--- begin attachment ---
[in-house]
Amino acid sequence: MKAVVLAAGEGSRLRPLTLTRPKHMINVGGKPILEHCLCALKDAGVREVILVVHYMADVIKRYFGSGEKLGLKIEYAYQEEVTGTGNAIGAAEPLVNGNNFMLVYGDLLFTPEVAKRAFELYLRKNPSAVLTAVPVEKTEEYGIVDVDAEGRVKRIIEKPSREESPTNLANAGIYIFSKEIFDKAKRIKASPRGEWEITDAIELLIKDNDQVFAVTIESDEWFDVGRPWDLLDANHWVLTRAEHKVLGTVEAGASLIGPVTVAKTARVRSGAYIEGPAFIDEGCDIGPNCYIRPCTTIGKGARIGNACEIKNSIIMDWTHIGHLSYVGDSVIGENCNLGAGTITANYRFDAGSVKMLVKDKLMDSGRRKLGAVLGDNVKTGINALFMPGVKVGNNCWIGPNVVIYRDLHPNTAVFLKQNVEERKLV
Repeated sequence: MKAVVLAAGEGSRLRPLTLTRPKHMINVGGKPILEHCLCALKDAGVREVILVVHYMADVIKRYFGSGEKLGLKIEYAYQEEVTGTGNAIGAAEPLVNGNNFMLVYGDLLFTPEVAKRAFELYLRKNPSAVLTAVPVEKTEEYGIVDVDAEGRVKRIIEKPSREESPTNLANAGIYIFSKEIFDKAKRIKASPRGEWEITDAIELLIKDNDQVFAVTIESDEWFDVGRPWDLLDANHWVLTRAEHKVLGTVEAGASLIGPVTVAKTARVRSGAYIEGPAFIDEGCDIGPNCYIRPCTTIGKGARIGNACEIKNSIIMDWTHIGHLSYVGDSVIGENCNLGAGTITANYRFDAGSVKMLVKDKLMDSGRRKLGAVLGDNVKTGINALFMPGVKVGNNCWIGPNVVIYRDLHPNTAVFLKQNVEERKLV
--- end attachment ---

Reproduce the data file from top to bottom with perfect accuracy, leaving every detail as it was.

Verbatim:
[in-house]
Amino acid sequence: MKAVVLAAGEGSRLRPLTLTRPKHMINVGGKPILEHCLCALKDAGVREVILVVHYMADVIKRYFGSGEKLGLKIEYAYQEEVTGTGNAIGAAEPLVNGNNFMLVYGDLLFTPEVAKRAFELYLRKNPSAVLTAVPVEKTEEYGIVDVDAEGRVKRIIEKPSREESPTNLANAGIYIFSKEIFDKAKRIKASPRGEWEITDAIELLIKDNDQVFAVTIESDEWFDVGRPWDLLDANHWVLTRAEHKVLGTVEAGASLIGPVTVAKTARVRSGAYIEGPAFIDEGCDIGPNCYIRPCTTIGKGARIGNACEIKNSIIMDWTHIGHLSYVGDSVIGENCNLGAGTITANYRFDAGSVKMLVKDKLMDSGRRKLGAVLGDNVKTGINALFMPGVKVGNNCWIGPNVVIYRDLHPNTAVFLKQNVEERKLV
Repeated sequence: MKAVVLAAGEGSRLRPLTLTRPKHMINVGGKPILEHCLCALKDAGVREVILVVHYMADVIKRYFGSGEKLGLKIEYAYQEEVTGTGNAIGAAEPLVNGNNFMLVYGDLLFTPEVAKRAFELYLRKNPSAVLTAVPVEKTEEYGIVDVDAEGRVKRIIEKPSREESPTNLANAGIYIFSKEIFDKAKRIKASPRGEWEITDAIELLIKDNDQVFAVTIESDEWFDVGRPWDLLDANHWVLTRAEHKVLGTVEAGASLIGPVTVAKTARVRSGAYIEGPAFIDEGCDIGPNCYIRPCTTIGKGARIGNACEIKNSIIMDWTHIGHLSYVGDSVIGENCNLGAGTITANYRFDAGSVKMLVKDKLMDSGRRKLGAVLGDNVKTGINALFMPGVKVGNNCWIGPNVVIYRDLHPNTAVFLKQNVEERKLV